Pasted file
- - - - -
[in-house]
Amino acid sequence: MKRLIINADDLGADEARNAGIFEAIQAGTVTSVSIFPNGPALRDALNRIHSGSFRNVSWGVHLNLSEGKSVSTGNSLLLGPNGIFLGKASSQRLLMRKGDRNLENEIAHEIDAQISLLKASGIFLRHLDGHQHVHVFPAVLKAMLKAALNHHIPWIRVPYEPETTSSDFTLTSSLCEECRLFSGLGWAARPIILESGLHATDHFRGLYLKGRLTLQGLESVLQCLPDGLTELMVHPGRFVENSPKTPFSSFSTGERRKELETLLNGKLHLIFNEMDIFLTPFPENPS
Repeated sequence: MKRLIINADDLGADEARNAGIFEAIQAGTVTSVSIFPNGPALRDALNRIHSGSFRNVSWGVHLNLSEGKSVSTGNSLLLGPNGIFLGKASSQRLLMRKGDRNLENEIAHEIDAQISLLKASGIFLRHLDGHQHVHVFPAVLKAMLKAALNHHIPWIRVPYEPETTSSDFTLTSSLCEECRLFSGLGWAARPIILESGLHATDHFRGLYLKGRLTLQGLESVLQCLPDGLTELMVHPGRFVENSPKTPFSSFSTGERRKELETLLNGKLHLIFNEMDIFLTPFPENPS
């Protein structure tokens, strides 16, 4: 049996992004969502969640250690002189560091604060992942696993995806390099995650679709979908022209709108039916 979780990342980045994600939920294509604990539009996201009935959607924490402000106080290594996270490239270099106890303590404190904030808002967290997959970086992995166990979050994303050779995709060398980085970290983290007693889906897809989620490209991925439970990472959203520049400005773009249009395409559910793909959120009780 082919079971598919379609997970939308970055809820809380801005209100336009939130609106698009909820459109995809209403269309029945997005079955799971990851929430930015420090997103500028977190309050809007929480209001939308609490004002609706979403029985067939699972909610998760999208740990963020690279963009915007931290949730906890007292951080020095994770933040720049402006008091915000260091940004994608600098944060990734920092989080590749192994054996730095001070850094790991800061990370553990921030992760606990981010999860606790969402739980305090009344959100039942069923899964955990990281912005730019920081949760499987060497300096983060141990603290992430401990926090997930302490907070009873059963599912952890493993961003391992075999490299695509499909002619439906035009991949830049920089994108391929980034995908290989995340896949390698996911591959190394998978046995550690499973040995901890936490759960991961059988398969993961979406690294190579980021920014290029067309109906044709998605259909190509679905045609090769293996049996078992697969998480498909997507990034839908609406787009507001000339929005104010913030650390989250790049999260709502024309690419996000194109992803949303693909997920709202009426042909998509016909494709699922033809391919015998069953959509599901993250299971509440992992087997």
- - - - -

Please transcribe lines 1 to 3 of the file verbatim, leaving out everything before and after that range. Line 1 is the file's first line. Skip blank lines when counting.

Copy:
[in-house]
Amino acid sequence: MKRLIINADDLGADEARNAGIFEAIQAGTVTSVSIFPNGPALRDALNRIHSGSFRNVSWGVHLNLSEGKSVSTGNSLLLGPNGIFLGKASSQRLLMRKGDRNLENEIAHEIDAQISLLKASGIFLRHLDGHQHVHVFPAVLKAMLKAALNHHIPWIRVPYEPETTSSDFTLTSSLCEECRLFSGLGWAARPIILESGLHATDHFRGLYLKGRLTLQGLESVLQCLPDGLTELMVHPGRFVENSPKTPFSSFSTGERRKELETLLNGKLHLIFNEMDIFLTPFPENPS
Repeated sequence: MKRLIINADDLGADEARNAGIFEAIQAGTVTSVSIFPNGPALRDALNRIHSGSFRNVSWGVHLNLSEGKSVSTGNSLLLGPNGIFLGKASSQRLLMRKGDRNLENEIAHEIDAQISLLKASGIFLRHLDGHQHVHVFPAVLKAMLKAALNHHIPWIRVPYEPETTSSDFTLTSSLCEECRLFSGLGWAARPIILESGLHATDHFRGLYLKGRLTLQGLESVLQCLPDGLTELMVHPGRFVENSPKTPFSSFSTGERRKELETLLNGKLHLIFNEMDIFLTPFPENPS